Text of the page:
Lesbian and Gay Parenting book coverIn a Family Way

A column by Arlene (Ari) Istar Lev

Back to School

Posted By on July 1, 2009

Back to School
By Arlene (Ari) Istar Lev

I can hear the school bells ringing now and the summer coming to a close. I have received the large packets in the mail from both the elementary school and the religious school. They are both plump with important information. It takes nearly an hour to transcribe all the important dates (school trips, school holidays, special services, school plays, etc.) into the large calendar that hangs in the kitchen. This calendar has huge squares for each date, to effectively list (color-coded of course) all the important events of all four members of our family. It even comes with stickers to highlight special events (birthdays, soccer practice, martial arts classes, vacations, dentist appointments, etc.). The calendar is available from Flylady, the online Queen of how to organize family life (www.flylady.com).

It takes another hour to read through all the information packets regarding pick up and drop off times, PTA meetings, care and treatment of school books, parent-teacher conferences, and the essential “back-to-school” lists. We have forms that have to go to the pediatrician to fill out, and forms we have to fill out ourselves listing all of our phone numbers (work, home, cells, and emergency contacts, in case you can’t find us at any of the above numbers). There are order forms for everything from lunch pizza, to school sweatshirts. If I ordered everything available, I couldn’t afford to pay the mortgage for September.

Most important of all is the list of things I need to buy for my kids to prepare them to start school, and this I know from a past experience of losing this particular form – “You lost the GREEN form?!” the school administrator exclaimed incredulously, as if I’d shot a squirrel with a Beebe gun. The list is very precise: “four #2 pencils, in a small, clip-on pencil case — Please do NOT buy pencil cases with Power Rangers on them; three spiral bound books, each with four sections, in red, blue, and green. One black marbled non-spiral notebook. Two glue sticks – Please do not buy the ones that are purple and dry clear.” My favorite note this year says, “Two boxes of tissues or one bottle of hand soap” and I think, “Wow, what if everyone brings in the tissues?”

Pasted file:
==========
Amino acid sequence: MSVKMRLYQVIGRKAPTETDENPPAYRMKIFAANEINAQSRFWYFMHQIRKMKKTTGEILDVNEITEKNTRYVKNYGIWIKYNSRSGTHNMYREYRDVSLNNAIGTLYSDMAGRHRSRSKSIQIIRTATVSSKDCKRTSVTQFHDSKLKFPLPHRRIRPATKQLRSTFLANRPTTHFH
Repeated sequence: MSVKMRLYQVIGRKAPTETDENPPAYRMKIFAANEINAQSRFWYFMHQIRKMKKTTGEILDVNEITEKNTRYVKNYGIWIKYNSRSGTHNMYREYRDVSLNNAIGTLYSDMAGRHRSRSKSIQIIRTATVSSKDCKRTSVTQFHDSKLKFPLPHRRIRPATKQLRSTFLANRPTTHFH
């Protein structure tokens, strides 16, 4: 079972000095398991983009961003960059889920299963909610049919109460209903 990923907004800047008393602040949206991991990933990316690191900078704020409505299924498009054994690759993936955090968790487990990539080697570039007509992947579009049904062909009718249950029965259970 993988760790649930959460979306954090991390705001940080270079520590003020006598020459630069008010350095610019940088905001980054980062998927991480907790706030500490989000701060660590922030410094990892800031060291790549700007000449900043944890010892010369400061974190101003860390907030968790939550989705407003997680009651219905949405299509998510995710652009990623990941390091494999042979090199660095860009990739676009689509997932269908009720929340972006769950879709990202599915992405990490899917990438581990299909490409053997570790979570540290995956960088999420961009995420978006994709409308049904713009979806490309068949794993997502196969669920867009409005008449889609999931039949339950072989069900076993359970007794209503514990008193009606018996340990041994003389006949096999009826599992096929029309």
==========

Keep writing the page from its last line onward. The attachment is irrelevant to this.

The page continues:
Remember I have two children, with two separate lists. Often the items are not all available at one store, so we spend the day going from Target, to K-Mart, to Big Lots. Of course, when we get to first store we realize that the glue sticks they sell there are the wrong ones (purple) but buy them anyway, “just in case” we can’t find the right ones elsewhere. We then drive to second store and find the right glue sticks at half-price and then we drive back to return the first ones, only to realize that my younger son has opened all the glue sticks in the back of the car. Now I realize, of course, why the teacher didn’t want the ones that are purple, although I do think the purple color matches the ground in melted crayons on the seat from last year’s excursion.

One new item I noticed in the stores this year is a pre-molded plastic book cover to protect the text books (books are now required to be covered; I wonder if was our family’s coffee mishap last spring that prompted the new school rules). They only cost $2.99 each. Hmmm, eight books, times two children – that’s over $50.00 to protect books that I’m never sure are actually read. In my day (violins please), where we obviously did study math (see above) we used the comic pages from the Sunday paper to cover the books, honest.

One new addition to our already busy lives is my older son preparing for his Bar Mitzvah. (For those of you that have been reading my column for a few years, yes, it has been over a decade that he’s been on this planet. Wow, is right!) In truth, we are three years away from his Bar Mitzvah as I am writing this, but the preparation is obviously a looong process. We have already picked the date for the event and notified the (“If I’m alive, I’ll be there”) grandparents, who do not put this on their kitchen calendar, because, well, let’s be honest, they really don’t have that many places to go anymore (frankly, I am looking forward to those days myself).

Apparently, in order to be Bar Mitzvah at age 13, he must attend Religious School all morning on Sunday (which he already does, in part, because his other mother teaches there), and he has to learn Hebrew (Thursday nights for two hours, not including driving time) and he has learn trope (how to chant the Torah, starts one hour earlier). In the small print, it clearly states, “Children are expected to participate in 20 hours of community service” (Who do they think drives them there?).

So our lazy summer days are coming to an end. In addition to all the above there are aikido classes, soccer games, after school science club, flute lessons, oh yeah and gymnastics (times many of the above by two), we have to squeeze in six hours a day for school, not to mention homework. Now you know why Flylady got rich selling that damn calendar.  I’m not sure she knows that it has been an essential organizing tool in lesbian and gay homes across America; if she did she would add a Gay Pride sticker for the month of June.